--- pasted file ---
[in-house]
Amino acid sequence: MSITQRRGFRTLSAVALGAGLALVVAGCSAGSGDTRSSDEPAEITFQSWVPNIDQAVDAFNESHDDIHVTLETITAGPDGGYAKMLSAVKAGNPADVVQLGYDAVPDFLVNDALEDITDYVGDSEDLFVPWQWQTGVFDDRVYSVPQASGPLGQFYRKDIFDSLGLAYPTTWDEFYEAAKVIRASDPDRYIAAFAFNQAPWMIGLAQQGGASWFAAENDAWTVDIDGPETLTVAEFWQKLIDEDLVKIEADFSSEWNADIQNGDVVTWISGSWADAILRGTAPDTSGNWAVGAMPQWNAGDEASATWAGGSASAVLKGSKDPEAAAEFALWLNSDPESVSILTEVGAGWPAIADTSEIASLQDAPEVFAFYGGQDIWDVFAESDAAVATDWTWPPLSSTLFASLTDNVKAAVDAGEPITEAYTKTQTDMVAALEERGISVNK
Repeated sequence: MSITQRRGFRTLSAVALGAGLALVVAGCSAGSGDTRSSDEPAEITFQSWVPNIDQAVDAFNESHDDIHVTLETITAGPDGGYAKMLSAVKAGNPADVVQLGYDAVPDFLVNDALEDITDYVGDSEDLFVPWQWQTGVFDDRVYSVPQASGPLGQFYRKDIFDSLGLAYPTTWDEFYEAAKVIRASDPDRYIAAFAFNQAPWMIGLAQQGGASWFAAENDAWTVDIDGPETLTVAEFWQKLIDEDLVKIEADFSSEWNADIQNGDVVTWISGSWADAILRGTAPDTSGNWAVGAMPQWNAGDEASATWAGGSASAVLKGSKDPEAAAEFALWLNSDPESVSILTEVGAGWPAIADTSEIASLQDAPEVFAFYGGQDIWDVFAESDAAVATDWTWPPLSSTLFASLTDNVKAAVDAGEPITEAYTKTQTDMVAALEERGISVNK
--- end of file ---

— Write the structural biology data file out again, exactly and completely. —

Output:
[in-house]
Amino acid sequence: MSITQRRGFRTLSAVALGAGLALVVAGCSAGSGDTRSSDEPAEITFQSWVPNIDQAVDAFNESHDDIHVTLETITAGPDGGYAKMLSAVKAGNPADVVQLGYDAVPDFLVNDALEDITDYVGDSEDLFVPWQWQTGVFDDRVYSVPQASGPLGQFYRKDIFDSLGLAYPTTWDEFYEAAKVIRASDPDRYIAAFAFNQAPWMIGLAQQGGASWFAAENDAWTVDIDGPETLTVAEFWQKLIDEDLVKIEADFSSEWNADIQNGDVVTWISGSWADAILRGTAPDTSGNWAVGAMPQWNAGDEASATWAGGSASAVLKGSKDPEAAAEFALWLNSDPESVSILTEVGAGWPAIADTSEIASLQDAPEVFAFYGGQDIWDVFAESDAAVATDWTWPPLSSTLFASLTDNVKAAVDAGEPITEAYTKTQTDMVAALEERGISVNK
Repeated sequence: MSITQRRGFRTLSAVALGAGLALVVAGCSAGSGDTRSSDEPAEITFQSWVPNIDQAVDAFNESHDDIHVTLETITAGPDGGYAKMLSAVKAGNPADVVQLGYDAVPDFLVNDALEDITDYVGDSEDLFVPWQWQTGVFDDRVYSVPQASGPLGQFYRKDIFDSLGLAYPTTWDEFYEAAKVIRASDPDRYIAAFAFNQAPWMIGLAQQGGASWFAAENDAWTVDIDGPETLTVAEFWQKLIDEDLVKIEADFSSEWNADIQNGDVVTWISGSWADAILRGTAPDTSGNWAVGAMPQWNAGDEASATWAGGSASAVLKGSKDPEAAAEFALWLNSDPESVSILTEVGAGWPAIADTSEIASLQDAPEVFAFYGGQDIWDVFAESDAAVATDWTWPPLSSTLFASLTDNVKAAVDAGEPITEAYTKTQTDMVAALEERGISVNK